I saw the film Woman in Gold recently, a true story starring Helen Mirren as an octogenarian Austrian Holocaust survivor seeking to reclaim her aunt’s famous portrait. The title painting, called “Woman in Gold” for many years so as not to name her aunt Adele Bloch-Bauer, and to obscure her Jewish heritage, is now so well-known it is featured on fridge magnets and mugs.
I visited this painting and other Gustav Klimt works in Vienna’s Belvedere Palace Museum many years ago, lingering in front of my favorite works for what seemed like hours. At the time, I was obsessed with his protégé Egon Schiele and his early, untimely death from the Spanish flu at the age of 28 in 1918. Besides the music, Freud’s house, coffee and cakes, these paintings were what I wanted to see in Vienna. Continue reading »
The sharing economy seems to be changing how we manage fundamental parts of our lives. Companies like Uber, Airbnb and Zipcar are dramatically altering transportation, travel and our relationship to these services. It is not without controversy though, and it remains to be seen how we reconcile some of these very necessary services with other important factors such as insurance, safety, liveable wages and unionization, not to mention the housing cost crisis in many popular destinations here in the U.S. and abroad.
As 2014 comes to a close, and the U.S. economy strengthens, more and more “sharing” seems to be happening. Even in my little sleepy San Francisco neighborhood these free street libraries are popping up and the robust trading of garden harvests is bringing people together and making use of food that might just rot on the vine otherwise.
A recent article in the New York Times typified the small gestures of sharing that can make an impact on people’s lives. In Naples, and across Italy, the idea of paying something forward, albeit as minimal as a coffee, is being revived and taking root. A simple anonymous gesture, paying for an extra cup of coffee for a future needy patron or simply as an act of kindness has a lovely aroma to it. Continue reading »
This year marks the Centenary of the start of World War One, often called the “Great War” or the “War to End all Wars.” It’s a sobering occasion in Europe, where so many lives were lost and where so many enmities still exist or have been rekindled of late. With tensions ratcheting up in Ukraine and Eastern Europe once again, perhaps lessons learned from WWI can help de-escalate the situation.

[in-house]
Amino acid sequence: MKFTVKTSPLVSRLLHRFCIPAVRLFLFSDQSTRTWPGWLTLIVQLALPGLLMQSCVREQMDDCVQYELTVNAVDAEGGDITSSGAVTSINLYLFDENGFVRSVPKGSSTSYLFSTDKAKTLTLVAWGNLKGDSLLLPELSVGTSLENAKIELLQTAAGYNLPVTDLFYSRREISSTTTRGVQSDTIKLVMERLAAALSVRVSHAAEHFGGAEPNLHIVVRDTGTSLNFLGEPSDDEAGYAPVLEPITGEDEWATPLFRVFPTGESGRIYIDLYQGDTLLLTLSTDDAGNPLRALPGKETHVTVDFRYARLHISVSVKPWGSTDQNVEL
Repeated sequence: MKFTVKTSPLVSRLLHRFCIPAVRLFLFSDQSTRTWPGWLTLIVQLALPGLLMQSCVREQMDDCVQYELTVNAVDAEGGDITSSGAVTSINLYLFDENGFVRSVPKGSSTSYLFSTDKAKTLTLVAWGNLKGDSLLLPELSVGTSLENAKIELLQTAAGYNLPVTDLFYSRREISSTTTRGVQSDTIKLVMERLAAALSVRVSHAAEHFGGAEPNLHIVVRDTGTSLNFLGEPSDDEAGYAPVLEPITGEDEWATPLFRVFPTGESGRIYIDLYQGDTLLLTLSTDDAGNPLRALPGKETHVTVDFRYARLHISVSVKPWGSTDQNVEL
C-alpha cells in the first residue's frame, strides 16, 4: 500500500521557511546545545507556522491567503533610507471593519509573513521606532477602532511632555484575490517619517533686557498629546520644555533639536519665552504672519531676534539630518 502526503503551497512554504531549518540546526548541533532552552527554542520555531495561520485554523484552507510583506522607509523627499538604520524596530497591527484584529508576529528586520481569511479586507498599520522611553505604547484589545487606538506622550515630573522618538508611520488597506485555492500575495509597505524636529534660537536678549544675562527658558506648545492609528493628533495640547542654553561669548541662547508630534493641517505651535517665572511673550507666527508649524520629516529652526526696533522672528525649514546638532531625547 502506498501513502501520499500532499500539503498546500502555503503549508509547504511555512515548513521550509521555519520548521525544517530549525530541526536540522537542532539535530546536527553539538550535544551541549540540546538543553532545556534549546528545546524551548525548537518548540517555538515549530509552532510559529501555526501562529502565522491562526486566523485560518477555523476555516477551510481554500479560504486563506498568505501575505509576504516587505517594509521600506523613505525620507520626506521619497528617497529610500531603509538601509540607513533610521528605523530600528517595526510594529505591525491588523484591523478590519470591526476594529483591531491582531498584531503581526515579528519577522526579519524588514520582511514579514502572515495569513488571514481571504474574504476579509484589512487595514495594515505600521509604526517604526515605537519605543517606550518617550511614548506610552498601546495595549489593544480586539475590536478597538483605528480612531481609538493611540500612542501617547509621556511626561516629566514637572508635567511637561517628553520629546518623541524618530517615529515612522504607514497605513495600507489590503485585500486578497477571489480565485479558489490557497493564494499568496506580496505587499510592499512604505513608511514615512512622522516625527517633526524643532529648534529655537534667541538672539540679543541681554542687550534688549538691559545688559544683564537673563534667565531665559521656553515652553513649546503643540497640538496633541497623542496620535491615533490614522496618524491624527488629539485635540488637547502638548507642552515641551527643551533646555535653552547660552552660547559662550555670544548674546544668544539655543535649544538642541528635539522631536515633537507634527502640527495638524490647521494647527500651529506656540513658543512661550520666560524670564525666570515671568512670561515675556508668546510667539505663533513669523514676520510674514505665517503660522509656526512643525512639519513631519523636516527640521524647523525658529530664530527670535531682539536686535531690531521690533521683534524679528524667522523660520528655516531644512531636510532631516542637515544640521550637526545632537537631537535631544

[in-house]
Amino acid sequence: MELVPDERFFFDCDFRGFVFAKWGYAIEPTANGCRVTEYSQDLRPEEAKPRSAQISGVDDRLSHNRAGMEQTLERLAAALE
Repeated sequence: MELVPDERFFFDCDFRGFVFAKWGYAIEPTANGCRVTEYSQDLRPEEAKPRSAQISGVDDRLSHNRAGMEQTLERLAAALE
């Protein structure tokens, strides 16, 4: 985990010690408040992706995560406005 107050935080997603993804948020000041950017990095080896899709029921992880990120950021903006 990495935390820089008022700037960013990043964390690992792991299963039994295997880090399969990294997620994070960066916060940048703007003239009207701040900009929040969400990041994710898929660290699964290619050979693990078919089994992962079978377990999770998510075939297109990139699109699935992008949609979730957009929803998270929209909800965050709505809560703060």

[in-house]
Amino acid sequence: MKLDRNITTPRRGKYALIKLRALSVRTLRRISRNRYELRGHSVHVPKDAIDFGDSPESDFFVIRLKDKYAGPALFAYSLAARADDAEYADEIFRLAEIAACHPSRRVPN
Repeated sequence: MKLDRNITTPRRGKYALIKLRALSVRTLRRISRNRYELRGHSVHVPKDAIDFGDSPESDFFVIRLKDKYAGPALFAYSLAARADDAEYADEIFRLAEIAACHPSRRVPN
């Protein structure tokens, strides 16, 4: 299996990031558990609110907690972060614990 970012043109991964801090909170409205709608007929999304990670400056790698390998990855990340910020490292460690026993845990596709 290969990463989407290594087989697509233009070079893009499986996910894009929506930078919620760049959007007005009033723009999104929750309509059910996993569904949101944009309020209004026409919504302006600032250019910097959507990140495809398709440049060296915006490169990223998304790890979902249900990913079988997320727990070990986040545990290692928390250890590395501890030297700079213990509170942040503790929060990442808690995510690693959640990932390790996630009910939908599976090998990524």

The last surviving WWI veterans have passed, and a number of wars have come and gone in the wake of what was, at the time, just called “The World War.” Europe is gearing up to commemorate the deadly conflict, a tightrope walk for sure, without opening up new wounds. Lessons from such a devastating global event reverberate today.
When my daughters and I rode the chairlift to the top of the Passo Tonale resort this summer, it was easy to see that this would be a great place to ski. On the edge of the Dolomites in the Italian Alps, the area around Ponte di Legno is a dramatic series of limestone mountains, river valleys, pine forests and mountain meadows. It has ski resorts at the pass and right on the edge of town. That’s fine for winter activities, but this mountain terrain is also perfect for summer fun.
It wouldn’t be Italy if there wasn’t a town square where everyone congregates in the mornings and evenings. Ponte di Legno’s is known as September 27 Square (Piazza 27 Settembre) to commemorate a battle with the Austrians in 1917. The piazza straddles the River Oglio, literally. The river runs under the stone piazza, which joins both riverbanks in a seamless merger of cobbled lanes and shops. Outdoor cafes edge the central fountain and look out to the mountains dominating the horizon. We started all of our mornings there, being served every day (and in the evenings too) by the same reliable waiter. (He was always there. When did he sleep?) Continue reading »
I remember being a student in Paris and having to wash my hair after a night out because of the ever-present smell of cigarette smoke. I got used to the constant odor and began to associate the particular smell of French tobacco with my splendid time as a student abroad. That has changed, as France has reduced smoking and banned it from many public spaces.
There is something quintessentially French, however, about lighting up in a cafe, and even though I haven’t smoked in years, I have to admit I’m tempted the minute I land in the country. Part of the reason smoking is mildly appealing in Paris is also the fact that cigarettes are inexpensive compared to the U.S.
In Russia, another European country with a strong smoking tradition, nearly 40% of the population has a nicotine habit, fueled in part by the less than $2.00 a pack cost. President Putin, a fitness freak and cheerleader for the 2014 Sochi Winter Olympics, has just signed a law that bans smoking in all public places beginning in June of this year. Continue reading »